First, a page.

Sunday, December 2, 2012

The Perks of Being a Wallflower

The Perks of Being a Wallflower – Stephen Chbosky

Charlie is entering high school with the standard onslaught of worries, concerns, and anxieties about fitting in with general society, but he finds refuge by watching from the sidelines as others participate in life. He has a rough history following him around – the recent suicide of his close friend, a stay in the hospital after his favorite aunt died – and add to the quirks that make him obviously not “normal.” Fortunately, he runs into some other “outcasts” who gladly accept all his quirks into their circle of friends. So Charlie spends his first year of high school watching his friends come to terms with growing up and coping with the difficulties in all the standard and illicit ways, watching his family struggle and fight and ignore the same secrets they always avoid, and trying to participate in life. His status as a wallflower gives him a unique perspective for understanding the actions of others and removing himself from the situation as necessary, but attempting to participate in life brings on both the infinite happiness and unbearable suffering that comes with living.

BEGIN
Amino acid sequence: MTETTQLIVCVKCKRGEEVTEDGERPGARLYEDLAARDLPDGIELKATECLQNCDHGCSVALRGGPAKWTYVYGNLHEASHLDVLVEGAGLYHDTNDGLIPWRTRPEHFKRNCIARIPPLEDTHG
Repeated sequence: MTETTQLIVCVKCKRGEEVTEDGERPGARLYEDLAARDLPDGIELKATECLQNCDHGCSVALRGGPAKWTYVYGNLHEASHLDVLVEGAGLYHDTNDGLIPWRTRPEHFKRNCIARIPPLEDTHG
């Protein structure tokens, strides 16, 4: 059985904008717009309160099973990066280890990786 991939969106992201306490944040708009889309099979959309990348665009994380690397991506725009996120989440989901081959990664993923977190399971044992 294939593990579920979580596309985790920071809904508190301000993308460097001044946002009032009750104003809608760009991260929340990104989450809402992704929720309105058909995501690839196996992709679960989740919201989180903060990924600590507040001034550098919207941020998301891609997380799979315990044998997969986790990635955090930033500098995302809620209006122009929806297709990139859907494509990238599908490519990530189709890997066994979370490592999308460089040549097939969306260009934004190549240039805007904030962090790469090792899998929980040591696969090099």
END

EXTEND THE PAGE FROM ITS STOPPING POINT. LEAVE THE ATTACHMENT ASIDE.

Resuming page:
“The Perks of Being a Wallflower” is a novel written in the form of letters to a “friend” who will “understand.” Coming from the personal perspective of letters from the main character, it is so easy to empathize with what Charlie is going through, whether discovering new friendships and crushes, providing comfort to those who are struggling, or suffering the consequences of a poor decision. As a young adult novel covering standard young adult issues, it is highly relatable. It’s is an excellent book for the intended audience (young adults), but having read it in high school and again now, I feel I understand it much better as a slightly older young adult. This book covers some very dark issues, and though the standard high school experience is generally relatable, there is a sort of wisdom and deeper understanding that comes with the maturity of having moved past adolescence, “the popular crowd,” and all that other crap. It is great to read at any point, but a little time makes a big difference.

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